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Background & aimsThere is great current interest in the potential application of DNA methylation alterations in peripheral blood leukocytes (PBL) as biomarkers of susceptibility, progression and treatment response in inflammatory bowel disease (IBD). However, the intra-individual stability of PBL methylation in IBD has not been characterised. Here, we studied the long-term stability of all probes located on the Illumina HumanMethylation EPIC BeadChip array.MethodsWe followed a cohort of 46 adult IBD patients (36 Crohn's disease (CD), 10 ulcerative colitis (UC), median age 44 (IQR: 27-56), 50% female) that received standard care follow-up at the Amsterdam UMC. Paired PBL samples were collected at two time points with a median 7 (range: 2-9) years in between. Differential methylation and intra-class correlation (ICC) analyses were used to identify time-associated differences and temporally stable CpGs, respectively.ResultsAround 60% of all EPIC array loci presented poor intra-individual stability (ICC <0.50); 78.114 (≈9%) showed good (ICC 0.75 - 0.89); and 41.274 (≈5%) excellent (ICC ≥0.90) stability, between both measured time points. Focusing on previously identified consistently differentially methylated positions indicated that 22 CD-, 11 UC-, and 24 IBD-associated loci demonstrated high stability (ICC ≥0.75) over time; of these, we observed a marked stability of CpG loci associated to the HLA genes.ConclusionOur data provide insight into the long-term stability of the PBL DNA methylome within an IBD context, facilitating the selection of biologically relevant and robust IBD-associated epigenetic biomarkers with increased potential for independent validation. These data also have potential implications in understanding disease pathogenesis.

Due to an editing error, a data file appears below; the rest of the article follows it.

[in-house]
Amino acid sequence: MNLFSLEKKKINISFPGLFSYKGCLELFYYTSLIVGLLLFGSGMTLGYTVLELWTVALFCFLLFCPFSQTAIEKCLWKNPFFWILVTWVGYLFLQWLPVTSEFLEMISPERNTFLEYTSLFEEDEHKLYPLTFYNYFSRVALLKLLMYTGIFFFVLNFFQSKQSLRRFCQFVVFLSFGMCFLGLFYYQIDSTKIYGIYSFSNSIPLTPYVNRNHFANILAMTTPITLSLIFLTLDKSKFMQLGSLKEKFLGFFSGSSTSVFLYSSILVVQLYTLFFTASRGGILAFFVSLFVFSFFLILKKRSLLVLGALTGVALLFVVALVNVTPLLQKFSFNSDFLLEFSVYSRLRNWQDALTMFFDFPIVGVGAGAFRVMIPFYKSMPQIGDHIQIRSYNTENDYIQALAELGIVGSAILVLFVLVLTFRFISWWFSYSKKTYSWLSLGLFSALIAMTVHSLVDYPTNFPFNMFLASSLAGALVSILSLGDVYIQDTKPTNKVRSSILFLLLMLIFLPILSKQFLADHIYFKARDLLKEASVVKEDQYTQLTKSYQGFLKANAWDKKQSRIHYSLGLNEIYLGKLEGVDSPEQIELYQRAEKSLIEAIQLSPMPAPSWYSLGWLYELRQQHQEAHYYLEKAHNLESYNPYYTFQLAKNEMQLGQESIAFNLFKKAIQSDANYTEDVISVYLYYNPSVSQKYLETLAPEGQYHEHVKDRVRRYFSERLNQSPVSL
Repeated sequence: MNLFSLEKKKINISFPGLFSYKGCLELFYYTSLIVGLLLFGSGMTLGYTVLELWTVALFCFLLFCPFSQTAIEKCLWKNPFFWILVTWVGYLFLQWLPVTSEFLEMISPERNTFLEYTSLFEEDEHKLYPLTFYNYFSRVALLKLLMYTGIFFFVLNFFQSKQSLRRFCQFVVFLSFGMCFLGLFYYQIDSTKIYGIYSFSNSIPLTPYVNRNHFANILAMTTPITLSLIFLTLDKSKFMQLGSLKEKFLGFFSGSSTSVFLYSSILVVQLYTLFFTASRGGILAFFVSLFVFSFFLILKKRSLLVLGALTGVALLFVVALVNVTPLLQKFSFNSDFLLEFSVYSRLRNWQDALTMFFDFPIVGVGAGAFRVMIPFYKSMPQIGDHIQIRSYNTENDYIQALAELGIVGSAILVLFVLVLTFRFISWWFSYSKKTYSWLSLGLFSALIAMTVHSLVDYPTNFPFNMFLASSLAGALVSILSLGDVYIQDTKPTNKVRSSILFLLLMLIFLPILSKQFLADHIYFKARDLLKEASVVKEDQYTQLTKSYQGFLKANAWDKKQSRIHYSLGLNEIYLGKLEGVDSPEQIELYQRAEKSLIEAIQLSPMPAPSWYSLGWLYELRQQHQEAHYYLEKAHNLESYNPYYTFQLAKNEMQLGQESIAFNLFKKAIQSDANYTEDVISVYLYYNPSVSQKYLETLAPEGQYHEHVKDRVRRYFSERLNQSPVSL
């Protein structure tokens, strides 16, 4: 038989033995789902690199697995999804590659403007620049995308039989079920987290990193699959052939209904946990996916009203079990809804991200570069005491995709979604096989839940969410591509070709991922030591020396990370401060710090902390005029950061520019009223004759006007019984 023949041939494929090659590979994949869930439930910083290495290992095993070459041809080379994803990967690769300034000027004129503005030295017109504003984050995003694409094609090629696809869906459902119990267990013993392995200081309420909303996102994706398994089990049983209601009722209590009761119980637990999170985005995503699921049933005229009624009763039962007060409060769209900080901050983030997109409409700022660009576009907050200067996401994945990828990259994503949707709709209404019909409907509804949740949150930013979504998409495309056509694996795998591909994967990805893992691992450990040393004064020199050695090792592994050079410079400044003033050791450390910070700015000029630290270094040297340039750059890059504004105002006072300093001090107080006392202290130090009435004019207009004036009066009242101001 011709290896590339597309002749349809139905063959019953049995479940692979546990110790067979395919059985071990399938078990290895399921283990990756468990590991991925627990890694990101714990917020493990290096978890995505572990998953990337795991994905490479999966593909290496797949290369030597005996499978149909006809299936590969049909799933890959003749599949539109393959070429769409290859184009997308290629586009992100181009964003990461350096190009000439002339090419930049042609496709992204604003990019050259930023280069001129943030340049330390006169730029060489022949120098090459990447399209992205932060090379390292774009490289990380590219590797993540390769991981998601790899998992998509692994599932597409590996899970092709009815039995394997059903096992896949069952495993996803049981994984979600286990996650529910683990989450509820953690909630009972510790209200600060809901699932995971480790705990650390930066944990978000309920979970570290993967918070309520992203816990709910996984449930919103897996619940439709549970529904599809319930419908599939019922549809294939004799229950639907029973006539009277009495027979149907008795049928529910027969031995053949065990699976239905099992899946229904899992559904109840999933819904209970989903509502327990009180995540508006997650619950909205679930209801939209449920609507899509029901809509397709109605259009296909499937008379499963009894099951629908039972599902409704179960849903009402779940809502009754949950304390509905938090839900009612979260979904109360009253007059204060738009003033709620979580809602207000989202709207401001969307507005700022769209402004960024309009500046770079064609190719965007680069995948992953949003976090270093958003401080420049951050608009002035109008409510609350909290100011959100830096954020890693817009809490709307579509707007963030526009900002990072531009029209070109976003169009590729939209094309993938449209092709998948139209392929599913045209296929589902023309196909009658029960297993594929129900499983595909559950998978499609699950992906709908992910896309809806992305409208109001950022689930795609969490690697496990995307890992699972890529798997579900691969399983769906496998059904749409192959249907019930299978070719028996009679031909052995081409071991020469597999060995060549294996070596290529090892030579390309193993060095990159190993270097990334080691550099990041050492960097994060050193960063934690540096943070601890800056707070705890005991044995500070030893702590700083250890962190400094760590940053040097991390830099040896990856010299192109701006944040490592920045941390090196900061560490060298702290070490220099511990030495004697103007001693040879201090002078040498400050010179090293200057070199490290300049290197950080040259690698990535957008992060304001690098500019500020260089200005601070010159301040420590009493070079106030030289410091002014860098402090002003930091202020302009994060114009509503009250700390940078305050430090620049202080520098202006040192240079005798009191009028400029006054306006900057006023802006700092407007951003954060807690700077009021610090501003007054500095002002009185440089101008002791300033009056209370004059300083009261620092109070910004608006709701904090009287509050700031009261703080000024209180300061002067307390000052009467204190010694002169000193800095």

Original publication




Journal article


Cellular and molecular gastroenterology and hepatology

Publication Date



Department of Gastroenterology and Hepatology, Amsterdam Gastroenterology Endocrinology Metabolism, Amsterdam UMC, University of Amsterdam, Amsterdam, the Netherlands.